I got caught with my pants down...
I got a hard drive that's giving error readings trying to read data off it.
The data has a fair amount of value, but it can be replaced for a few (maybe
several if my time is worth anything) hundred dollars.
Any fairly inexpensive data recovery utility that's worth a try?
I can't help with the utility, but I think I have a good simple backup
plan. Both PCs have only the Operating System and programs that didn't
have an install path option on C:, all data and most programs are on
large external USB drives. I back up the external drive by moving the
USB plug to the other PC and copying all the recently changed root-
directory folders into \Backup\[date]\ folders. It takes a while but
runs unattended. I didn't buy two new PCs for this, just re-purposed
the older one when I upgraded.
A USB adapter cable that will operate a bare drive can be very
There a a buncha companies which recover data from screwed up hard drives:
But I hear they don't do their thing very inexpensively.
I backup critical data "offsite" simply by uploading it to the scads of
storage space which comes with my Comcast account. That way gives me
protection in the unlikely case of fire or flood where my computer is
I've been using WS_FTP LE to move those files to and from my Comcast
storage space. It has an easy to use "Windows Explorer" style interface
and is still available free at places like:
Second on both.
For offsite I have two of the little pocket HDs and a designated staging
area on one of my machines with a big disk. I push zipped and encrypted
files to the local staging area periodically during the weeks / month.
When the staging area (Vault0) is updated enough I get the pocket HD I
keep in the gun safe and update it from Vault0. Then I take this updated
HD to the bank and it goes into my safe deposit box and the other pocket
HD from there comes back home, gets updated and then put in the gun
safe. Pretty cheap, not overly complex and covers most contingencies. I
may eventually go to remote mirroring to another site (1,700 miles away)
if I have the time and money to set it up.
I had a drive that one morning complained of problems reading the drive,
turned out to be outlook.pst file, the systems was giving CRC errors on
that file but the Windows file system checking showed no errors even
with a full surface scan. I eventually wrote a small prog to read the
data and ignored the bad sector reads and filled them in with crap, then
ran the outlook recovery program and it identified 1 bad email record,
which was of no consequence in the end, so the data was to all intents
restored. Not so confident with the Windows file system checking after that.
You can have any sort of raid and still lose data. There are many
scenarios why one could lose data, examples:
1) Disk failure
2) House fire
3) Accidental deletion
Raid does not protect against possibilities 2 and 3. Only versioned
offsite backup does.
Well, it's not truly inexpensive, but Spinrite 6.0 from Gibson
is the gold standard for disk repairs and data
recovery like that.
About $60 last I checked - and it can be run as a diagnostic on a
less intensive level. If your hard drive is only starting to fail,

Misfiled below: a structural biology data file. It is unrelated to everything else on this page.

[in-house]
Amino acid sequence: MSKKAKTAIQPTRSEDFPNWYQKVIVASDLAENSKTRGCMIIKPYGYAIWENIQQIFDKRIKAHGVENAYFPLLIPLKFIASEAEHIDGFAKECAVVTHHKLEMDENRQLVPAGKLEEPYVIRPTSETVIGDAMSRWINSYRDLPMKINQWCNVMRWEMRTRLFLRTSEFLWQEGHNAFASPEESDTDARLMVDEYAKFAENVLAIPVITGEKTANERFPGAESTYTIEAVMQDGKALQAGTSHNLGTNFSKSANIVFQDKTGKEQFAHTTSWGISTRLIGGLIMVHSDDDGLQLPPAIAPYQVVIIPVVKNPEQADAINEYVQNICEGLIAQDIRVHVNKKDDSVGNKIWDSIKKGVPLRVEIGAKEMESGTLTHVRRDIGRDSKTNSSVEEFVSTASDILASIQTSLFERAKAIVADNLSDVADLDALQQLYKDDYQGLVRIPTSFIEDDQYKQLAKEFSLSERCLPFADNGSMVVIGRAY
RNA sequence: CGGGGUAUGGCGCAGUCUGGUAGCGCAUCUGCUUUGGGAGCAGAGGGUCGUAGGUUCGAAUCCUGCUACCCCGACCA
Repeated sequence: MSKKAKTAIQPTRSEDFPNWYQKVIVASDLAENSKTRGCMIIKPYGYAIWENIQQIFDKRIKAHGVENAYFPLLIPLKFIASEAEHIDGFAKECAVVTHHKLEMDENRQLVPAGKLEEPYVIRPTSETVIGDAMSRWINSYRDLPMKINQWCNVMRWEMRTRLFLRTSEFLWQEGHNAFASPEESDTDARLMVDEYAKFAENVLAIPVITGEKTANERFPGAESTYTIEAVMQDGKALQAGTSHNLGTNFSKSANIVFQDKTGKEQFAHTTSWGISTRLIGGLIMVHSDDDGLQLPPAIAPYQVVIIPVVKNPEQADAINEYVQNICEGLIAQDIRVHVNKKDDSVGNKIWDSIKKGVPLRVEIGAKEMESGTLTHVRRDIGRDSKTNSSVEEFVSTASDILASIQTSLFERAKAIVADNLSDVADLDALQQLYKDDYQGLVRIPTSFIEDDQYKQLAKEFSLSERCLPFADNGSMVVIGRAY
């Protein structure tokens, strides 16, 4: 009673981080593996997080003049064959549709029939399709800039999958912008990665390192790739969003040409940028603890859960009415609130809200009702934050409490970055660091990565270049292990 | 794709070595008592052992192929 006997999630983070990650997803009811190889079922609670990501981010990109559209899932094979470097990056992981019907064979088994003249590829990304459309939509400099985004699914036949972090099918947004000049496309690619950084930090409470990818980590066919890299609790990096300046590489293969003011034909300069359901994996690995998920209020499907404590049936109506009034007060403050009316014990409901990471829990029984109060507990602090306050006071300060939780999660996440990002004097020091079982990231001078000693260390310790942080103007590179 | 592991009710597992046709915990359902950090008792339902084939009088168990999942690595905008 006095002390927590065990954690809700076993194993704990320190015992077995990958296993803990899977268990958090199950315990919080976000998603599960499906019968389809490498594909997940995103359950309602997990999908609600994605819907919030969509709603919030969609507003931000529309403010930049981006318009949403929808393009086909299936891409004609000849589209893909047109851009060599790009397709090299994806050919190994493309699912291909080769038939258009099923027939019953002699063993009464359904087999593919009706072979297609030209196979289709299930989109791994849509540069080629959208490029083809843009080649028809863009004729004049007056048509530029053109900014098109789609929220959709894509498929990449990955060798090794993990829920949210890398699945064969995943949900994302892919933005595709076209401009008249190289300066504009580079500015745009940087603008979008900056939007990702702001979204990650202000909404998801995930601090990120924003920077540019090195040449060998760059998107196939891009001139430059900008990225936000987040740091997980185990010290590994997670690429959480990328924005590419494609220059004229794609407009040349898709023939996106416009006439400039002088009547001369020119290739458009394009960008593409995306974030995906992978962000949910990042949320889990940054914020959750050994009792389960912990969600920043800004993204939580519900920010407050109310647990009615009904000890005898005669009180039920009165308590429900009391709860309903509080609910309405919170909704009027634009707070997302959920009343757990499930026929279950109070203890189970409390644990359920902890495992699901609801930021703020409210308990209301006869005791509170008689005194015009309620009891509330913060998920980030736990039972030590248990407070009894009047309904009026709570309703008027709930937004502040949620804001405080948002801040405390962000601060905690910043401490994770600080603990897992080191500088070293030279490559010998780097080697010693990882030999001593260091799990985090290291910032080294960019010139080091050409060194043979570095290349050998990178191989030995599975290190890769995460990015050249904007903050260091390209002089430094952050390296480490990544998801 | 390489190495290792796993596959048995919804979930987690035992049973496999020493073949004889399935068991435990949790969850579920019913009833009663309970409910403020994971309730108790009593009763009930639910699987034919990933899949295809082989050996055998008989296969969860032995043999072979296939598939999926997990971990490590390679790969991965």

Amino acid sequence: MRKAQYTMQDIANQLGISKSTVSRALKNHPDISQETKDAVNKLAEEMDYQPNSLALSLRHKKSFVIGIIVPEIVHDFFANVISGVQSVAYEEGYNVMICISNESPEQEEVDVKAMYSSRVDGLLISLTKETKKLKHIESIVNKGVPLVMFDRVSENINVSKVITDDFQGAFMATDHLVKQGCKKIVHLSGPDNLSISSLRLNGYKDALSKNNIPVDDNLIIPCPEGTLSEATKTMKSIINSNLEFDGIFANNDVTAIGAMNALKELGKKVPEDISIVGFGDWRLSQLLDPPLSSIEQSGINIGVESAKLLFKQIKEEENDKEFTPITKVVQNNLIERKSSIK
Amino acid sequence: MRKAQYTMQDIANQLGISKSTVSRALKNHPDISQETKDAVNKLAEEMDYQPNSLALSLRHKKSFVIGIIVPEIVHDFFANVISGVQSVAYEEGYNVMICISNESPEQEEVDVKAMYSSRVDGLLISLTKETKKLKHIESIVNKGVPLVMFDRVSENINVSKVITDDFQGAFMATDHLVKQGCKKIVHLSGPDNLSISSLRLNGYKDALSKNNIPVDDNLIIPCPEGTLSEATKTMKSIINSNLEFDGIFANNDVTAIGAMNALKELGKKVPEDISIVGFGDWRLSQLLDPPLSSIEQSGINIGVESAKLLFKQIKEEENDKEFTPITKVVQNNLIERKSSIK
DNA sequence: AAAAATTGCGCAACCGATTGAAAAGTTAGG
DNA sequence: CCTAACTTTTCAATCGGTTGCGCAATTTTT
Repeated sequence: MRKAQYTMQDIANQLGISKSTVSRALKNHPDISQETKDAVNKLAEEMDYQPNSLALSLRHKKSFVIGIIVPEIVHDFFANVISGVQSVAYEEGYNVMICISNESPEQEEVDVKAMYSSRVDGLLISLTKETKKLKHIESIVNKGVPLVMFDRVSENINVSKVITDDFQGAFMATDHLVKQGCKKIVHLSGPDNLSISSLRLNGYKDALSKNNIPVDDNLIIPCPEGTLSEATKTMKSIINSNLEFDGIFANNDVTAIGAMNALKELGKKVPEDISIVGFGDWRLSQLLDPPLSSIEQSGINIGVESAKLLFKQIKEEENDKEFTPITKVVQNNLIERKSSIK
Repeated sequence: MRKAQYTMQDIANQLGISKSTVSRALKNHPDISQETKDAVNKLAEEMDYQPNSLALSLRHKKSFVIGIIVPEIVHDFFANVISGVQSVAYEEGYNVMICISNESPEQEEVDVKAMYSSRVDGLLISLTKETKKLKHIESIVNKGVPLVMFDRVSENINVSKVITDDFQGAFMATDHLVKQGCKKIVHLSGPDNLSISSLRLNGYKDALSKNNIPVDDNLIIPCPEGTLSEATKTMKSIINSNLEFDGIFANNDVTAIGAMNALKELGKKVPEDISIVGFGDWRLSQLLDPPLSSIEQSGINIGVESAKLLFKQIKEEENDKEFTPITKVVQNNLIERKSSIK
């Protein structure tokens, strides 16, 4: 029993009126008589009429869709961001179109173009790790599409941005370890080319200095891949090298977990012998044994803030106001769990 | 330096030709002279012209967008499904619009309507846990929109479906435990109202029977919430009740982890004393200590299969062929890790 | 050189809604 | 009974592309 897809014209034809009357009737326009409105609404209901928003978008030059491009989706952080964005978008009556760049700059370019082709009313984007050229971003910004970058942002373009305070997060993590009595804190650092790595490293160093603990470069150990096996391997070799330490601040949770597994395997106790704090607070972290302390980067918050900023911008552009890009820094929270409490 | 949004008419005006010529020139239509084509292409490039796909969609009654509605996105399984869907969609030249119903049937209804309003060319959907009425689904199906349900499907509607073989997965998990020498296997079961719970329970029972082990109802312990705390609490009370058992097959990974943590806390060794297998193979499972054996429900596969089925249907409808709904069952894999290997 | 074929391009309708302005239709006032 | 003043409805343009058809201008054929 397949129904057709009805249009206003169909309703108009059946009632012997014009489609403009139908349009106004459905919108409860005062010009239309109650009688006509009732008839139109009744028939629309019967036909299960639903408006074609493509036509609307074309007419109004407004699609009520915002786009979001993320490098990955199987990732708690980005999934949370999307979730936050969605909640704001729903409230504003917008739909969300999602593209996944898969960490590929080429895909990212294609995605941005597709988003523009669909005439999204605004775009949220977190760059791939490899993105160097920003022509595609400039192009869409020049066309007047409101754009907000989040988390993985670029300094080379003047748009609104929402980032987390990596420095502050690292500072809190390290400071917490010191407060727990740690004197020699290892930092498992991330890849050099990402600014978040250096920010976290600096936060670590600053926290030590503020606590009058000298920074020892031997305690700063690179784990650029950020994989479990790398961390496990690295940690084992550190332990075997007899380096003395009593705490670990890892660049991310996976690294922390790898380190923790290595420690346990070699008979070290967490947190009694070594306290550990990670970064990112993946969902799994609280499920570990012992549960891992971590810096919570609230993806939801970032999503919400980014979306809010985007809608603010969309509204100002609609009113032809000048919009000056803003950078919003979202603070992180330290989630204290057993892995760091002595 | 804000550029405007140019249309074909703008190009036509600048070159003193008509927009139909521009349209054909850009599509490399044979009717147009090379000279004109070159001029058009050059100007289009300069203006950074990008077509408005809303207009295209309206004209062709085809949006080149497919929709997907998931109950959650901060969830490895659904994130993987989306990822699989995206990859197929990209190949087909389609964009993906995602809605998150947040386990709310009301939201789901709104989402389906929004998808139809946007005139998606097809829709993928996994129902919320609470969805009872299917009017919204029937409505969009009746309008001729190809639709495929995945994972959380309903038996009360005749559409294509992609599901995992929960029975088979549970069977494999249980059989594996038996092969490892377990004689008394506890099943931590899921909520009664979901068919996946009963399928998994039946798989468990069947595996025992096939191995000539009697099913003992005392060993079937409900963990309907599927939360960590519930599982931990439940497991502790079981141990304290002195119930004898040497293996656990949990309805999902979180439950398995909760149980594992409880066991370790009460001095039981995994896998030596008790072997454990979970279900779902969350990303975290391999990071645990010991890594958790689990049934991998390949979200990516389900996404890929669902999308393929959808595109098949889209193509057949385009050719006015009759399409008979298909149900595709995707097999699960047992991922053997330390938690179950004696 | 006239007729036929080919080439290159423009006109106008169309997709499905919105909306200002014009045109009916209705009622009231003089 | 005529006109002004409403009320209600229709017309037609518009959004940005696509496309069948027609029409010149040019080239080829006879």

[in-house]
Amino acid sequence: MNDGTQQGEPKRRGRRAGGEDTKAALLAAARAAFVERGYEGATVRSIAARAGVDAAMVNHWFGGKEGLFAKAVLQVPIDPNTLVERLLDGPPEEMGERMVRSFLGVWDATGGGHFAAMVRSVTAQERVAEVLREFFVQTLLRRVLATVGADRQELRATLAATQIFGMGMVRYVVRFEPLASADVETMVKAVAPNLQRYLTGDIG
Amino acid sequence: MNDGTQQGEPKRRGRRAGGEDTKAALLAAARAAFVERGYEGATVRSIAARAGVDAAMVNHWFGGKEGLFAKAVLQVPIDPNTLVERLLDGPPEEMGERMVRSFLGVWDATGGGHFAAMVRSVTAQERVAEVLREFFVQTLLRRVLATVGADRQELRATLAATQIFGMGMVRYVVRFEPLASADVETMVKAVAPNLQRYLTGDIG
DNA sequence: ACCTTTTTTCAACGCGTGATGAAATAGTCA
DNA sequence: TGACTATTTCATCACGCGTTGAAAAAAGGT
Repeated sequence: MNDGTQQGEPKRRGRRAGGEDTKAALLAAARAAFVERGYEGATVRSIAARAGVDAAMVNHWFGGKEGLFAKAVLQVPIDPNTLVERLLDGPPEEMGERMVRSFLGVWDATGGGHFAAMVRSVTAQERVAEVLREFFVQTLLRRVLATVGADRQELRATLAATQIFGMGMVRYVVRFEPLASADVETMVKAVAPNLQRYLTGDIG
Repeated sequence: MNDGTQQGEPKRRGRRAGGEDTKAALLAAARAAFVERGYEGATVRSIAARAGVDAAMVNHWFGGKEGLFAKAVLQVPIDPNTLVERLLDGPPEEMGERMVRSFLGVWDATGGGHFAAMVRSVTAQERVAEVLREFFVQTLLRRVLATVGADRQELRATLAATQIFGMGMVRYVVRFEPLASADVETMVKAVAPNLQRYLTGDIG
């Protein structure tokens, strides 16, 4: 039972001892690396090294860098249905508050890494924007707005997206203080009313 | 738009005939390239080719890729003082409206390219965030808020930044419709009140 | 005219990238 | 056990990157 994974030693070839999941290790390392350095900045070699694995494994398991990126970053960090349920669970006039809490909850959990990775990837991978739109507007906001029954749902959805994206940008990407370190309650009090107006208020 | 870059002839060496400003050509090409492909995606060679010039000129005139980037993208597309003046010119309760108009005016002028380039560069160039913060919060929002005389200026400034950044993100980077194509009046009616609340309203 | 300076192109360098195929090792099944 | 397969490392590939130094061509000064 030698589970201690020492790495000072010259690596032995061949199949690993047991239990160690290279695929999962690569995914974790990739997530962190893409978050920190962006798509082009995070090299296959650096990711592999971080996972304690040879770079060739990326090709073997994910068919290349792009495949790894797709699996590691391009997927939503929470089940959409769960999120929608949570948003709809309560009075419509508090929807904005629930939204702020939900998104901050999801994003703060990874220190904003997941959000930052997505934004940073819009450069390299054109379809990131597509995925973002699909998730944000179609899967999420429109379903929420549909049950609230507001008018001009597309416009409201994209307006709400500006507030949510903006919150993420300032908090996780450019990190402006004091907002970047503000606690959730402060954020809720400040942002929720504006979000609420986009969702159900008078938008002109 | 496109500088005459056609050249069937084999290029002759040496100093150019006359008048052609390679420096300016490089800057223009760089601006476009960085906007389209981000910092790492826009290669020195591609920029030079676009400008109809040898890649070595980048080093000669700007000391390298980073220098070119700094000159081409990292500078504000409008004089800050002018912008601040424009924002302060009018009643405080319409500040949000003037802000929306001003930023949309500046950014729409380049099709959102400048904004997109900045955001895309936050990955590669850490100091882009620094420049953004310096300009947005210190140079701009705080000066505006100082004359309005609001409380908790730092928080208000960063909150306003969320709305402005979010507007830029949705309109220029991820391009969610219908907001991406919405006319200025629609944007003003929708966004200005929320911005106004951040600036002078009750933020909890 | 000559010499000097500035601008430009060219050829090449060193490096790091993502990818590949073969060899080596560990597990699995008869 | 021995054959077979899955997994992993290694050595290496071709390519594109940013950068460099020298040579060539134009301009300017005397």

the periodic sweeps will start showing bad blocks recovered and saved
- the files that fail first might be photographs or stuff you don't
look at often, but when the OS or Boot sectors go, it suddenly
If there are still signs of life and it's at all possible to extract
the good data, move it to a working sector and flag the bad sector as
bad, Spinrite will do it.
(Only problem I have is their FreeDos bootable CD won't work with
the latest 64-bit machines. I'll have to get on their support
newsgroups and see if someone has a new boot CD that works.)
Note that sometimes it's a thermal fault - the drive starts going
away as it heats up. Open the case and aim the air conditioner output
right at the hard drive.
Worst case, you double-wrap the drive in a static bag for static
protection, and a Ziploc for a moisture block, and freeze it
overnight. Then let it "thaw" in the refrigerator before plugging it
in and trying again, and see above about keeping it chilled as you
repair and then get the data off.
Absolutely. Take your hard drive off line immediately untily you're
ready to do the recovery otherwise you may worsen the damage.
The program to download is DFSee.
It costs $50 to register, but it's completely functional as
downloaded. The directions are difficult to follow unless you're a
hard drive techie - what you're really paying for is the right to have
the software author walk you through the recovery step by step. I've
used it twice. It's paid for itself.
What he'll have you do is have the program read the raw data off the
dying disk sector by sector and put it onto a good hard drive where
the DFSee software will then recover it as files. With NTFS you're
odds of getting data back are pretty good. I did it with Fat32 and
was pretty successful considering that it isn't as robust.
[ ... ]
Yes -- a *frequent* backup. Raid 5 is good for avoiding
corruption of data from a failing drive (I'm using Sun's zfs software
RAID with "raidz2" level protection.)
But -- if you get hit by a virus, or someone breaks in through a
security hole, they can corrupt or delete the files and as far as the
RAID system is concerned, they are perfect -- they are the version of
the file last written to disk. Just because they don't contain what you
expect them to contain does not mean that the RAID system failed -- just
your anti-virus and other security items.